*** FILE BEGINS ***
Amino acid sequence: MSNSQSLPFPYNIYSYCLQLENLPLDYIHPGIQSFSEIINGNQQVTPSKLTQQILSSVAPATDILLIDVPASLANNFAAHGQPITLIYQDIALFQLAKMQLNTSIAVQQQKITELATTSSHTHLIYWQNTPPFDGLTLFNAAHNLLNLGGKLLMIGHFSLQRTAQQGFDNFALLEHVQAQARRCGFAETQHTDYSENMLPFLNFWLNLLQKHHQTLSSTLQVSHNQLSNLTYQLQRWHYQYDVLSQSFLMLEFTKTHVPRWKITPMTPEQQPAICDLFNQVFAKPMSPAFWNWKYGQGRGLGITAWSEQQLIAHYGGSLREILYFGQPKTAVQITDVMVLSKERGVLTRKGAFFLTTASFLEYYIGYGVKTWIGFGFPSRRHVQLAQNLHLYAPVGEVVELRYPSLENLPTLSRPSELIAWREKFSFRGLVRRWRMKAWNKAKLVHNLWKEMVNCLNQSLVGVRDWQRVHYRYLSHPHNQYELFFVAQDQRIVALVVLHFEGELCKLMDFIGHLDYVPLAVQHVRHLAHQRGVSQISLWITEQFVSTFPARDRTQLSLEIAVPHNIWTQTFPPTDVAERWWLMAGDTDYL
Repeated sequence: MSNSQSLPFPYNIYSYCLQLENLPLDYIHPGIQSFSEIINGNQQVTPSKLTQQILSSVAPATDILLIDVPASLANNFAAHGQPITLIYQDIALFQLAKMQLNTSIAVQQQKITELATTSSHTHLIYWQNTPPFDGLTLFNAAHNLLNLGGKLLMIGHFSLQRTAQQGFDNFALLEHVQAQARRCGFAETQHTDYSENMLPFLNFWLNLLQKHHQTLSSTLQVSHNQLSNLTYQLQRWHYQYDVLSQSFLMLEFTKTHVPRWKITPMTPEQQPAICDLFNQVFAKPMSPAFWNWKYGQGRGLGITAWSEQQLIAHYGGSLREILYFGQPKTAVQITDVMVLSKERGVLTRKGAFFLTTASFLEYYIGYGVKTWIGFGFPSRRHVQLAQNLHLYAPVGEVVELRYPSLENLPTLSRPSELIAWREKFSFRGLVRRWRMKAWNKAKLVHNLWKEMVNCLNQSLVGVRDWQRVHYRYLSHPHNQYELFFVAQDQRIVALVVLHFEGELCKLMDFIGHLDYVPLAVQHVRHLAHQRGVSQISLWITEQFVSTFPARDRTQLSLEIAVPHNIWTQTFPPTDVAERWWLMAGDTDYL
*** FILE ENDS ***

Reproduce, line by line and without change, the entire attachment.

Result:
Amino acid sequence: MSNSQSLPFPYNIYSYCLQLENLPLDYIHPGIQSFSEIINGNQQVTPSKLTQQILSSVAPATDILLIDVPASLANNFAAHGQPITLIYQDIALFQLAKMQLNTSIAVQQQKITELATTSSHTHLIYWQNTPPFDGLTLFNAAHNLLNLGGKLLMIGHFSLQRTAQQGFDNFALLEHVQAQARRCGFAETQHTDYSENMLPFLNFWLNLLQKHHQTLSSTLQVSHNQLSNLTYQLQRWHYQYDVLSQSFLMLEFTKTHVPRWKITPMTPEQQPAICDLFNQVFAKPMSPAFWNWKYGQGRGLGITAWSEQQLIAHYGGSLREILYFGQPKTAVQITDVMVLSKERGVLTRKGAFFLTTASFLEYYIGYGVKTWIGFGFPSRRHVQLAQNLHLYAPVGEVVELRYPSLENLPTLSRPSELIAWREKFSFRGLVRRWRMKAWNKAKLVHNLWKEMVNCLNQSLVGVRDWQRVHYRYLSHPHNQYELFFVAQDQRIVALVVLHFEGELCKLMDFIGHLDYVPLAVQHVRHLAHQRGVSQISLWITEQFVSTFPARDRTQLSLEIAVPHNIWTQTFPPTDVAERWWLMAGDTDYL
Repeated sequence: MSNSQSLPFPYNIYSYCLQLENLPLDYIHPGIQSFSEIINGNQQVTPSKLTQQILSSVAPATDILLIDVPASLANNFAAHGQPITLIYQDIALFQLAKMQLNTSIAVQQQKITELATTSSHTHLIYWQNTPPFDGLTLFNAAHNLLNLGGKLLMIGHFSLQRTAQQGFDNFALLEHVQAQARRCGFAETQHTDYSENMLPFLNFWLNLLQKHHQTLSSTLQVSHNQLSNLTYQLQRWHYQYDVLSQSFLMLEFTKTHVPRWKITPMTPEQQPAICDLFNQVFAKPMSPAFWNWKYGQGRGLGITAWSEQQLIAHYGGSLREILYFGQPKTAVQITDVMVLSKERGVLTRKGAFFLTTASFLEYYIGYGVKTWIGFGFPSRRHVQLAQNLHLYAPVGEVVELRYPSLENLPTLSRPSELIAWREKFSFRGLVRRWRMKAWNKAKLVHNLWKEMVNCLNQSLVGVRDWQRVHYRYLSHPHNQYELFFVAQDQRIVALVVLHFEGELCKLMDFIGHLDYVPLAVQHVRHLAHQRGVSQISLWITEQFVSTFPARDRTQLSLEIAVPHNIWTQTFPPTDVAERWWLMAGDTDYL